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Talk:List of common misspellings

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American/British English Edit

I'm not sure if we should add text to this article, it might interfere with the "Special:Maintenance" functions (just as we shouldn't add extra text to redirects) -- Captain Mike K. Barteltalk 04:43, 24 Sep 2005 (UTC)

I'm new to wikis so I'm not sure what it would mess up, but I just think having a list that calls other spellings inaccurate without an explanation is the kind of thing that gives the USA a bad reputation. If it was alternative spellings or something like that I could understand, but grouping authorisation with Rodenberry requires some kind of note. Ben Sisqo 04:46, 24 Sep 2005 (UTC)

Please put any notes in Memory Alpha:List of useful redirects -- that is where actual links to any non-American English spellings will be. I don't think it is rude at all to use the List of common misspellings for its purpose -- to list the correct American English terms we would like to see the others replaced with on the site. The Special page i linked above has a subfunction that uses this list as a library file to search for the terms -- the list itself is a data page, not a presentation piece. I'm just following a policy which was stated by the site's founder. I'm a little puzzled why it would be offensive that we are writing in the same language from different sides of an ocean. -- Captain Mike K. Barteltalk 04:53, 24 Sep 2005 (UTC)

Should we add other words that American arbitrarily decided to change to spelling of, ie honour, metre, favour, centre ect. ? Jaz 03:47, 28 Sep 2005 (UTC)


BTW, the language i've spoken and written my whole life, American English, was changed from the European version over 200 years ago, around the time of the American Revolution. How is this "arbitrary"? Who cares?) -- Captain Mike K. Barteltalk

I have no objection against using American spelling on this Wiki. However, I think it is rude and arrogant to say that "honour", "metre", "organisation", "defence", "archaelogy", or "sulphur" are "misspellings" when that is actually the standard spelling used not only in the United Kingdom, but also in Australia, New Zealand, South Africa, India, and several other Commonwealth countries. In fact, from the point of view of English speakers throughout the Commonwealth, the Americans are actually the ones who are "misspelling" those words when they write "honor", "meter", "organization","defense","archeology", or "sulfur". The best thing to do is to recognize (recognise) that either orthographic standard (British or American) is equally valid, as the Wikipedia does. 13:09, 3 June 2007 (UTC)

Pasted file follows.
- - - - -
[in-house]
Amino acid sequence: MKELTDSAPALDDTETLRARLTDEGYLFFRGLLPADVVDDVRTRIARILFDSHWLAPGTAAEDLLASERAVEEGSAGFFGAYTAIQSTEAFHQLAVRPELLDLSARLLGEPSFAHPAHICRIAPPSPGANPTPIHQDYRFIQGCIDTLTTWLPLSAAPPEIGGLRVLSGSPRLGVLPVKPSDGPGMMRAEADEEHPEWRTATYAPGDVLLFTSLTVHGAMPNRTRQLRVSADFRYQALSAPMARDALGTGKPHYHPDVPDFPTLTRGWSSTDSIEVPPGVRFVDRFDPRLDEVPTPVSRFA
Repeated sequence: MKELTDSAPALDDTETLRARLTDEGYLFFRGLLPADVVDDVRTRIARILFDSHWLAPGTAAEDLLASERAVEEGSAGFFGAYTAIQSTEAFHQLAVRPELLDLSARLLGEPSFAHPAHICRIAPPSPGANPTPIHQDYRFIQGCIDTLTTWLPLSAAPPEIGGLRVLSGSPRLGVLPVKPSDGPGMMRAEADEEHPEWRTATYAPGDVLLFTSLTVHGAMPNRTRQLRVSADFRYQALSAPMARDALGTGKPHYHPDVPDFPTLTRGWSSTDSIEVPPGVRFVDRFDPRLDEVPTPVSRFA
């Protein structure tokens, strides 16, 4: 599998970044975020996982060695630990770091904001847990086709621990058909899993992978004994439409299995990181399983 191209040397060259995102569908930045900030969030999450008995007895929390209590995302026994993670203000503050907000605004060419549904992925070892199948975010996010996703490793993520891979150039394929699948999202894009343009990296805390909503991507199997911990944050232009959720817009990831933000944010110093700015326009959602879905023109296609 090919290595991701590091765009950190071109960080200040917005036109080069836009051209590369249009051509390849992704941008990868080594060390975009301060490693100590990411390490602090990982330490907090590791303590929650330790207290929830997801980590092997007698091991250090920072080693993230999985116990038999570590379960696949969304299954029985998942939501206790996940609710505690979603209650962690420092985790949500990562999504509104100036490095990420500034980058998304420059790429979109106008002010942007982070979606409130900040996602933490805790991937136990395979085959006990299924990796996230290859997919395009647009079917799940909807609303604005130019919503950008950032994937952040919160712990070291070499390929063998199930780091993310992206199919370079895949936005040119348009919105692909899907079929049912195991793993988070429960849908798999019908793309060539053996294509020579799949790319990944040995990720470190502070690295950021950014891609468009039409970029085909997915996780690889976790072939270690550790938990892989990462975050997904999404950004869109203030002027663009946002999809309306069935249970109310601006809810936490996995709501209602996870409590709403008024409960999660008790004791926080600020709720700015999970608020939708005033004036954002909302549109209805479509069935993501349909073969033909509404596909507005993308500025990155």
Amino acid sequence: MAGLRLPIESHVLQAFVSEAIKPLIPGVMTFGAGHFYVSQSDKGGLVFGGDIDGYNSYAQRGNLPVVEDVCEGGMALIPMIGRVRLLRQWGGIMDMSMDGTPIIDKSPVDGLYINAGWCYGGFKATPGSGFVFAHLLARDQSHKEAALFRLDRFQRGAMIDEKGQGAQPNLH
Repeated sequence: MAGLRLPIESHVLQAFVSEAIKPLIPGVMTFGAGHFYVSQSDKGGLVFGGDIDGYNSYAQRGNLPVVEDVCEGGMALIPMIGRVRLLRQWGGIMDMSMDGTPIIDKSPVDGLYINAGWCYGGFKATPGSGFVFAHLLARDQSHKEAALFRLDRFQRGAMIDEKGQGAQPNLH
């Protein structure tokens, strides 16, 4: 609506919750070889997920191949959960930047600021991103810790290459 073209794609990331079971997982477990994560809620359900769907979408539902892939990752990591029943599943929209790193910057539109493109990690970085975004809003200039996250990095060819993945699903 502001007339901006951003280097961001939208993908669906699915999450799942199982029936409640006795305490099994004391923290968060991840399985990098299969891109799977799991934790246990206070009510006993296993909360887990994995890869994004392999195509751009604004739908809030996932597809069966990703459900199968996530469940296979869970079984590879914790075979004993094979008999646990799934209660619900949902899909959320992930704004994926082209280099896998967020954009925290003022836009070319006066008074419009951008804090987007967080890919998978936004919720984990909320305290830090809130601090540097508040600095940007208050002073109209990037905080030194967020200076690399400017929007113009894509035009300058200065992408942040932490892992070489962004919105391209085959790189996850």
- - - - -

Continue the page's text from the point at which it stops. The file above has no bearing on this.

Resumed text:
I agree with the anon. Star Trek was all about people and races getting along, so why can't we just say that British/American English spellings are both accepted? -- TrekFan Talk 09:13, 21 July 2009 (UTC)

Omelet/Omelette Edit

Well, I don't know about the question of "proper" spellings -- personally, I think most Americanizations such as honor and maneuver make things easier on people like me who speak it as a second language, although I know that wasn't the issue in question -- but is omelette the American spelling? I honestly don't know, but most American changes removed letters, so this seems backwards. Makon 02:08, 2 Nov 2005 (UTC)

Omelet(te) is one of those gray/grey (see what I mean?) areas that no one is quite sure about. Despite the logical nature of most changes, I, as an American who deals with international matters on a daily basis, wish Noah Webster would have kept his nose out of things. :-P Technically, I think omelet is the American spelling, but so is "archeology," and I've never seen that in print. Weyoun 02:24, 2 Nov 2005 (UTC)
According to the Oxford English Dictionary, "omelette" is the standard British spelling whereas "omelet" is the North American variant. 13:13, 3 June 2007 (UTC)
Like "dialogue/dialog" below and "grey/gray" above, Merriam Webster cites both as equally valid AmEng spellings ("omelette or omelet"), and as you can see, the longer version gets top billing. Otherwise, the two available scripts ("Time Squared" and "Imaginary Friend") split the spelling 50/50, so there is no wrong answer. --Alan 02:39, 3 April 2008 (UTC)

USS Al-Batani/USS Al-BattaniEdit

Brought up at ten forward and moved to Talk:USS Al-Batani. Apparently, the correct anglified way to right it is with two Ts, and that's how his name appears on wikipedia. Jaz talk | novels 04:01, 14 February 2006 (UTC)